The Canary Bird

The Canary Bird

canary bird   My wife and I ended a three week cruise of the west coast of Africa by visiting one of the Canary Islands, a Spanish protectorate, west of Morocco. The Canary Islands are a semi-tropical vacation haven for residents of Europe, comparable to Hawaii for U.S. residents. Like many island nations, it has birds similar to those of the closest mainland, but also has a few endemic species, having been on the island long enough to diversify into a new species or at least a subspecies, like the Blue Chaffinch and Berthelot’s Pipit. Islands such as these and the Galapagos, Seychelles, Phillipines, and the Caribbean are terrific examples of the working of evolution as they have many endemic species. (Endemic refers to plants and animals that are found nowhere else.)
The Canary Islands were named after a large breed of dogs which had been on the island since Roman times. In  the 1800’s they were bred specifically for dog fighting. Some people even refer to this breed as a Pit Bull on steroids.  The Presa Canario dog variety became notorious in San Francisco in 2001 when two of these dogs mauled and killed a woman; the owners of the dog were arrested and convicted of the killing.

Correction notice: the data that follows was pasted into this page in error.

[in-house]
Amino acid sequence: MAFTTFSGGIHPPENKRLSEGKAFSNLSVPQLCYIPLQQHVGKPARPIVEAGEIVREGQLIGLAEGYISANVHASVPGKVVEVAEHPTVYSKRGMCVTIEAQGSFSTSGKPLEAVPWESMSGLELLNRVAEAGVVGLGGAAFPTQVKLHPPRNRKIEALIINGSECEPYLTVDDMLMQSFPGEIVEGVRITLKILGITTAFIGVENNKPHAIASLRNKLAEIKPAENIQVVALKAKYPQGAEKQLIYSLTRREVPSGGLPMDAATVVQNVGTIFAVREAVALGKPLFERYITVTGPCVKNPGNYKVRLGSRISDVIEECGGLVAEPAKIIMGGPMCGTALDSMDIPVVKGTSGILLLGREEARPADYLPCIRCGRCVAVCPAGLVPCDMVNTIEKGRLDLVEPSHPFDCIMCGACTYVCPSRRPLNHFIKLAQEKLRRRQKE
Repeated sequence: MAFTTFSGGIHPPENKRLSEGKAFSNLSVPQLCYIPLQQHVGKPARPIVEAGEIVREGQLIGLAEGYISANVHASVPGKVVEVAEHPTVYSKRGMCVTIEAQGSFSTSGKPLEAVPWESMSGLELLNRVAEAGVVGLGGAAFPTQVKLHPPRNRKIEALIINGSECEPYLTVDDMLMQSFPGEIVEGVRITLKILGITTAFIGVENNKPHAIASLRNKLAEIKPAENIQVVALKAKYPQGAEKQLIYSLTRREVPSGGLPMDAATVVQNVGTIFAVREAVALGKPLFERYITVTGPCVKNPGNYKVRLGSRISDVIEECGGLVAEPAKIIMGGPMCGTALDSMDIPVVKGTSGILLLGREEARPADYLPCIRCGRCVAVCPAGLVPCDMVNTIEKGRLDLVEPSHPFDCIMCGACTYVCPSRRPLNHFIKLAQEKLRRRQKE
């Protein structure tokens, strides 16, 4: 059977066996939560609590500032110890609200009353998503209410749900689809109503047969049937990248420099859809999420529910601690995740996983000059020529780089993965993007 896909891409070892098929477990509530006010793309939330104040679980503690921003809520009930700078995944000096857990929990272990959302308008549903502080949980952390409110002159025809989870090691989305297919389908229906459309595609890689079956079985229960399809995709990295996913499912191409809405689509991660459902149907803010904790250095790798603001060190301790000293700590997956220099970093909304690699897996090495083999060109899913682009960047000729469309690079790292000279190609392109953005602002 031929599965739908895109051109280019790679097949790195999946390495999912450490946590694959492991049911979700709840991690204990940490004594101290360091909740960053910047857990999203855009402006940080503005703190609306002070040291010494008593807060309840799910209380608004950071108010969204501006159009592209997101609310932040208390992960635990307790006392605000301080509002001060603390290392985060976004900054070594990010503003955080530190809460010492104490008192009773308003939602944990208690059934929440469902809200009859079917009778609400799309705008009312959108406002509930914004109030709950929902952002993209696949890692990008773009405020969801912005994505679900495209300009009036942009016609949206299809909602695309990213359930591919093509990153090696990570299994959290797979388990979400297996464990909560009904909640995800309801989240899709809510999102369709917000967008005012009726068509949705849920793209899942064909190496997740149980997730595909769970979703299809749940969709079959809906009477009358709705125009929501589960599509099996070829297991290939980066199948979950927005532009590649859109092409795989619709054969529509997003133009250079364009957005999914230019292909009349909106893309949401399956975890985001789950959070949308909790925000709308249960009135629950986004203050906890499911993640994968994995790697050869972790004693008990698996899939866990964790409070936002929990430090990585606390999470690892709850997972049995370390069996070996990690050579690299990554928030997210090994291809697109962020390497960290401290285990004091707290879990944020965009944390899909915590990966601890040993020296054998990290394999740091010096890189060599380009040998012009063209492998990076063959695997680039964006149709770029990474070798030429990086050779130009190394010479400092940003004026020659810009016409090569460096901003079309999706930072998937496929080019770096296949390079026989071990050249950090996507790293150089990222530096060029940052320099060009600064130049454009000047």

The Canary, a greenish–yellow finch with brown streaks, was in turn named after the islands. Canaries were first domesticated in the 1600s and selected for their colors and singing ability. Years ago, singing canaries were popular. A radio show in the 1940’s featured dozens of canaries singing along with classical records. There was even a canary song training record you could use to teach your canary to sing- see http://www.cas.sc.edu/mcks/Exhibitions/petsInAmerica/canarytrainingrecord.htm . This popularity led unscrupulous pet shop owners to inject both male and female canaries with testosterone, the male hormone that induces singing (and other courtship behavior). After a few weeks, however, the canary’s owner became disappointed at the bird’s cessation of singing as the hormone wore off.
Canaries were for years kept in cages in coal mines. Since birds are more sensitive to increasing levels of methane and carbon monoxide gases, the gases would kill them before the miners were affected. Hence the saying “canary in a coal mine” came to mean an early warning system.
Canaries, easy to keep in captivity, have been extensively used in research to study the development of new neurons in the adult brain, and also for understanding how songbirds encode and produce song. Canaries have served as model species for discovering how the vertebrate brain learns, consolidates memories, and recalls produces coordinated motor movements.
There are seven Canary Islands, and 80% of their income comes from the 9.2 million tourists who come each year. Obviously, tourist facilities and crowds have impacted the native attractions and have reduced bird habitats, but on one island, some of the natives still speak the native language of Silbo, which consists entirely of whistles; seems appropriate for the Canary Islands.
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